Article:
Ambrose Bierce

(24 June 1842 - 26 December 1913 / Horse Cave Creek, Ohio)

Hell - Poem by Ambrose Bierce

The friends who stood about my bed
Looked down upon my face and said:
'God's will be done-the fellow's dead.'

When from my body I was free
I straightway felt myself, ah me!
Sink downward to the life to be.

Full twenty centuries I fell,
And then alighted. 'Here you dwell
For aye,' a Voice cried-'this is Hell!'

A landscape lay about my feet,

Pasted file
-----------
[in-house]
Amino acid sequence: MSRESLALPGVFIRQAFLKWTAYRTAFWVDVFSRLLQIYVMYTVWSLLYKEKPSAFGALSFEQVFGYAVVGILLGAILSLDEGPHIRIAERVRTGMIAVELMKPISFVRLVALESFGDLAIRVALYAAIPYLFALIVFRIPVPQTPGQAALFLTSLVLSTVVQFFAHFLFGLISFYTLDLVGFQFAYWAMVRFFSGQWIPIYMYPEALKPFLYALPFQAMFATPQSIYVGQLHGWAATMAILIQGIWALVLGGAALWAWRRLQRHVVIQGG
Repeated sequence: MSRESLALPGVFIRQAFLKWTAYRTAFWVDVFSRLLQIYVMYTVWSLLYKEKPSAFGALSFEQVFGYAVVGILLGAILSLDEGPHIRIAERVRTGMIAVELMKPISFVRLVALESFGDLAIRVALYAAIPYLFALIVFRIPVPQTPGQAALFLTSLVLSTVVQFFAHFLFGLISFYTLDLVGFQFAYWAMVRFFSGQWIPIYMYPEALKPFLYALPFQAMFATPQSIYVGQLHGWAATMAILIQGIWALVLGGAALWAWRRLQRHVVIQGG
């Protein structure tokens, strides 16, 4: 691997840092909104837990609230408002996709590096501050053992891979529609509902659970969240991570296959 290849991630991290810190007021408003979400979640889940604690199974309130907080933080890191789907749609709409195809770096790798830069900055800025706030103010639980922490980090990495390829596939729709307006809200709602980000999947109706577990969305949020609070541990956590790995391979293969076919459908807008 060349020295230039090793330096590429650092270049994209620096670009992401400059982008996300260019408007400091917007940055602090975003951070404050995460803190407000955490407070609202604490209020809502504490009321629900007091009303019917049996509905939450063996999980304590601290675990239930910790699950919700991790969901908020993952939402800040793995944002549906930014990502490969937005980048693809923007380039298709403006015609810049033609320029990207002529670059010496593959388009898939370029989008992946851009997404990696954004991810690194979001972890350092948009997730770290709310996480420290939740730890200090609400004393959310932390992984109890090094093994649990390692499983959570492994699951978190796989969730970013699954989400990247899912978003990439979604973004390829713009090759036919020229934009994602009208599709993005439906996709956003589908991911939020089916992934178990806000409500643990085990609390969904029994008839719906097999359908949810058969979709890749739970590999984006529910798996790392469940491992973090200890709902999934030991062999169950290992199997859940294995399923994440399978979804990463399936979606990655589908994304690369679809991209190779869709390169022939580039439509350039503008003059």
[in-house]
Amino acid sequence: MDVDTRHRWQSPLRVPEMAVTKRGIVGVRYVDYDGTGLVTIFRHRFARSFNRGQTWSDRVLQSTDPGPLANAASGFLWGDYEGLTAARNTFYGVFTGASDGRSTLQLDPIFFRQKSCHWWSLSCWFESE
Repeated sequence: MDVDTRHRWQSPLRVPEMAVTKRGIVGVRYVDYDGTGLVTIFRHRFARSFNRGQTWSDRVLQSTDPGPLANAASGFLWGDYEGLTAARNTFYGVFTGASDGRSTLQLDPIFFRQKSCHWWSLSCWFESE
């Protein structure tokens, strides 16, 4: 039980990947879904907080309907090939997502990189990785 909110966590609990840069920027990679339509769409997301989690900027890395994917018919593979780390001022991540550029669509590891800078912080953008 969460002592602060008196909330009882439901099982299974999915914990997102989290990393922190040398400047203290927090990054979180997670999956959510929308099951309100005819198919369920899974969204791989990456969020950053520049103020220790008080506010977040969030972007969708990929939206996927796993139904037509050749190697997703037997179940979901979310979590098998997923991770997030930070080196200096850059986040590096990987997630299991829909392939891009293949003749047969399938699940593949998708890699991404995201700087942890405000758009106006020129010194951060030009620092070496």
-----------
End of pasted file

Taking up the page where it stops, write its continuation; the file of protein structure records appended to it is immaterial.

Where trees were green and flowers sweet.
The climate was devoid of heat.

The sun looked down with gentle beam
Upon the bosom of the stream,
Nor saw I any sign of steam.

The waters by the sky were tinged,
The hills with light and color fringed.
Birds warbled on the wing unsinged.

'Ah, no, this is not Hell,' I cried;
'The preachers ne'er so greatly lied.
This is Earth's spirit glorified!

'Good souls do not in Hades dwell,
And, look, there's John P. Irish!' 'Well,'
The Voice said, 'that's what makes it Hell.'


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Poem Submitted: Friday, September 28, 2012



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